It is the 200th-anniversary year of the allied victory at Waterloo, much of the site now just a bumpy, slightly hilly meadow near Brussels, curiously nondescript for such a horribly bloody war that changed the course of events so irrevocably. And yet, as Wellington described it, it was “the nearest run thing you ever saw in your life”.  Thirty-thousand men or more, it is thought, were lost on the Allied side. And so the NPG has initiated the national commemoration obliquely, with one of its characteristically finely tuned concatenations of material objects to provide a visual biography of, in the poet laureate Tennyson’s emotive phrase, “the last great Englishman”. 

He was a soldier more than attuned to the horror of war, hardened by campaigns in India and the long Peninsula War. As a young man his family did not quite know what to do with him. He was highly intelligent yet no academic. It was his time, when still a teenager, at the St Cyr military academy in France – ironically in view of the 25 years of Napoleonic wars to come – that was the making of him.

His was a contradictory personality, well brought out in this dazzling gem of a show. He was Anglo-Irish, and against all the odds saw through Catholic Emancipation, yet his veneration and approval for hierarchy, tradition, and monarchy made him implacably opposed to reform, let alone the great Reform Bill of 1832. He has been the only general to be Prime Minister, and he never managed to utilise the power of debate and discussion as opposed to clear-cut orders. He was the Iron Duke not because of Waterloo, but because of the iron shutters put up at Apsley House – also known as No 1, London – to protect his London home against the mob. Famed for his charismatic, powerful presence, the veneration accorded the Duke was overwhelming – as was the controversy over his high Tory political views. Even when retired he received so many requests for help and advice that he was an early pioneer of pre-printed responses in return, and we are shown one of these too.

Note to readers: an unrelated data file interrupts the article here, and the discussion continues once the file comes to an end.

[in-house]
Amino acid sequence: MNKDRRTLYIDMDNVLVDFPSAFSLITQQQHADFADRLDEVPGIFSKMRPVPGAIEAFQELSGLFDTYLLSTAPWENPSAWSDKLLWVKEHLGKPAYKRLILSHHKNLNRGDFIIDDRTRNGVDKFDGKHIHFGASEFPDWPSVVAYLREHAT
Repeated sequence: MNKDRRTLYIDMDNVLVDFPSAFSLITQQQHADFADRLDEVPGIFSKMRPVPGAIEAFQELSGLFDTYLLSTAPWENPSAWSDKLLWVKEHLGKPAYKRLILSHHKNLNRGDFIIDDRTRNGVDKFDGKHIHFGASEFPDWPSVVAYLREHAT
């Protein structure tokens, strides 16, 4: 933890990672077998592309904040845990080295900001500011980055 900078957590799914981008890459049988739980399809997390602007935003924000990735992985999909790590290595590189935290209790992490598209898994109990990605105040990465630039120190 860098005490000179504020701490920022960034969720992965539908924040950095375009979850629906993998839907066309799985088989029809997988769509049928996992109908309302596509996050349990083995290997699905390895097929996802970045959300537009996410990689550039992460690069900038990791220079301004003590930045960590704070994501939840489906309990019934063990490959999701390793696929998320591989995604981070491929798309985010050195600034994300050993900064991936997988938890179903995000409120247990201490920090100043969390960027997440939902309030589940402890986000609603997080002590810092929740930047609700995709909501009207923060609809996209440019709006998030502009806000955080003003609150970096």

Wellington's Funeral Procession, Aiken and Sala, © National Portrait Gallery, LondonWellington’s funeral in 1852 was the greatest ever accorded a non royal, here marked by a selection of the 67ft panorama created by Samuel Henry Gordon Alken and George Augustus Sala in 1853 (pictured above) – it takes eight minutes for the accompanying video to show it all. The whole will be unveiled in its entirely at the NPG on 18 June, which is the actual anniversary day of Waterloo. A million and half lined the streets for the funeral procession as it wound its way to St Pauls (where Alfred Gilbert’s huge memorial may be seen).

The variety of visual material, from caricature – the Duke in a Wellington boot as the head of the army – to Waterloo souvenirs and a daguerreotype, of the Duke himself when 75 – makes the display particularly intriguing.  From Wellington, New Zealand, to Waterloo Station, the Duke and the war created a worldwide phenomenon. This captivating show imparts a mass of factual information in a wholly absorbing show-and-tell that the NPG has made its own.

His gaze is an irresistibly compelling amalgam of confidence and directness, and a kind of poignant vulnerability. It is a marvel